HIT THE FLOOR

At-home work­outs that work

Fashion Quarterly - - Contents -

Med­i­ta­tive, restora­tive, adren­a­line-pump­ing or mus­cle­build­ing — what­ever type of fit­ness is your favourite is be­sides the point. When it comes down to it, we need to move to stay healthy. If you’re not keen to get locked into a gym mem­ber­ship, but need the mo­ti­va­tion to start your own fit­ness plan, then this one’s for you.

Per­sonal trainer Nats Levi (nat­slevi.com) didn’t al­ways feel like phys­i­cal ac­tiv­ity came nat­u­rally to her, but as a self-con­fessed shy in­tro­vert, she dis­cov­ered the power of ex­er­cise to boost her con­fi­dence. Now fully qual­i­fied, she’s help­ing women achieve the ben­e­fits for them­selves through her four-week per­son­alised ex­er­cise pro­grammes and on­line com­mu­nity. We picked Nats’ brain about how to start work­ing out at home to the beat of your own drum.

WHAT TYPE OF AT-HOME EX­ER­CISE DO YOU REC­OM­MEND FOR PEO­PLE WHO ARE JUST START­ING OUT?

Body­weight train­ing is highly ef­fec­tive and sim­ple to add into your daily life. This could be any style of train­ing, from yoga or con­di­tion­ing cir­cuits from an app or tai­lored pro­gramme, to go­ing for a walk/jog/run out­side. Try not to get too hung up on the type or style of train­ing and just move.

WHAT ARE SOME COM­MON MIS­TAKES PEO­PLE MAKE WHEN WORK­ING OUT AT HOME TO APPS OR YOUTUBE VIDEOS?

Peo­ple often mis­judge their ca­pa­bil­i­ties and don’t un­der­stand the co­or­di­na­tion that’s in­volved. Keep it sim­ple. Work on the ba­sics of hu­man move­ment first — push, pull, press, lunge, squat, bend, twist and gait — and don’t try to do ev­ery­thing in one day. Take your time and work on cre­at­ing a sus­tain­able life­style, rather than cram­ming lots into a week when your en­ergy and mo­ti­va­tion is high. Mo­ti­va­tion will fade, but a re­al­is­tic sched­ule and an ex­er­cise habit will stick and bring the de­sired re­sults.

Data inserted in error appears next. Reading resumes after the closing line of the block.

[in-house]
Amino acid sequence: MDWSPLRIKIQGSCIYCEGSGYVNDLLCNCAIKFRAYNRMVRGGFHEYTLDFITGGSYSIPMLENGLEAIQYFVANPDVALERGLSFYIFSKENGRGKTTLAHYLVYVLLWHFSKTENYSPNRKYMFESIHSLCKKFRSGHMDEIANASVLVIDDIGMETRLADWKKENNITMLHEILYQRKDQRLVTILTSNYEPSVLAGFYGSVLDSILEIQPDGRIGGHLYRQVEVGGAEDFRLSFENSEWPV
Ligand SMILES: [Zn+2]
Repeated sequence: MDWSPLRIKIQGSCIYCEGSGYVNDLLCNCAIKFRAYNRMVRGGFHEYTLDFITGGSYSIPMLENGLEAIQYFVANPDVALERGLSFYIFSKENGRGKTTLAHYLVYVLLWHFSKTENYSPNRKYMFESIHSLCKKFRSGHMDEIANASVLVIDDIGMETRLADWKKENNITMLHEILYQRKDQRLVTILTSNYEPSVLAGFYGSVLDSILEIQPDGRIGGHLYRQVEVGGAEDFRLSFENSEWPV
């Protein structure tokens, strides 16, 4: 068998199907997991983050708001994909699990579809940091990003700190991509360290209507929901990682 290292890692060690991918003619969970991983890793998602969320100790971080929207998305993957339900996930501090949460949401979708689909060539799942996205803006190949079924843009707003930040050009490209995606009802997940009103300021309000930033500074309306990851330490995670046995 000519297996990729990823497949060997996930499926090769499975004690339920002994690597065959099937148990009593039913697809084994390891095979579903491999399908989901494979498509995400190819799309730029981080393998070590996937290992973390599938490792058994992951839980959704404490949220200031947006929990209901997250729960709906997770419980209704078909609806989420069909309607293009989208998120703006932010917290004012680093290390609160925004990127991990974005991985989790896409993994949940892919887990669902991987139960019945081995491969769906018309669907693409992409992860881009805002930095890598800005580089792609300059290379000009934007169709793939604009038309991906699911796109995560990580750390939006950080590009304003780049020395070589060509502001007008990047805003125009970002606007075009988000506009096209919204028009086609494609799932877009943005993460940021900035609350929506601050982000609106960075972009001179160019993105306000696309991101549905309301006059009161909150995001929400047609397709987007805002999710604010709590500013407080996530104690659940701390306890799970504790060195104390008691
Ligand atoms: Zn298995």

HOW CAN YOU TELL IF YOU’RE DO­ING A WORK­OUT WRONG WHEN THERE’S NO TRAINER AROUND?

Film­ing your­self and com­par­ing your move­ment to the in­struc­tional footage is a great idea — pro­vid­ing the in­struc­tor has great tech­nique, of course. Watch things like an­kle, knee and hip move­ment; body pos­ture and align­ment; where your body is in space; and where you start and stop your mo­tion. If a move causes pain, don’t do it. Burn­ing mus­cles from fa­tigue and chal­leng­ing ex­er­cise is okay, but any­thing be­yond this is cause for con­cern.

WHAT ARE YOUR TIPS FOR STAY­ING MO­TI­VATED?

Set goals that are small and achiev­able, and cel­e­brate small wins so you build pos­i­tive mo­men­tum to keep driv­ing to­wards your big­ger goal. Most im­por­tantly, set a ‘why’. Why do you want to achieve your goal? What deep, burn­ing, emo­tional de­sire is it at­tached to? When your ‘why’ is mean­ing­ful enough and you’re hon­est with your­self, you’ll stay driven to change your cur­rent level of health and fit­ness.

Newspapers in English

Newspapers from New Zealand

© PressReader. All rights reserved.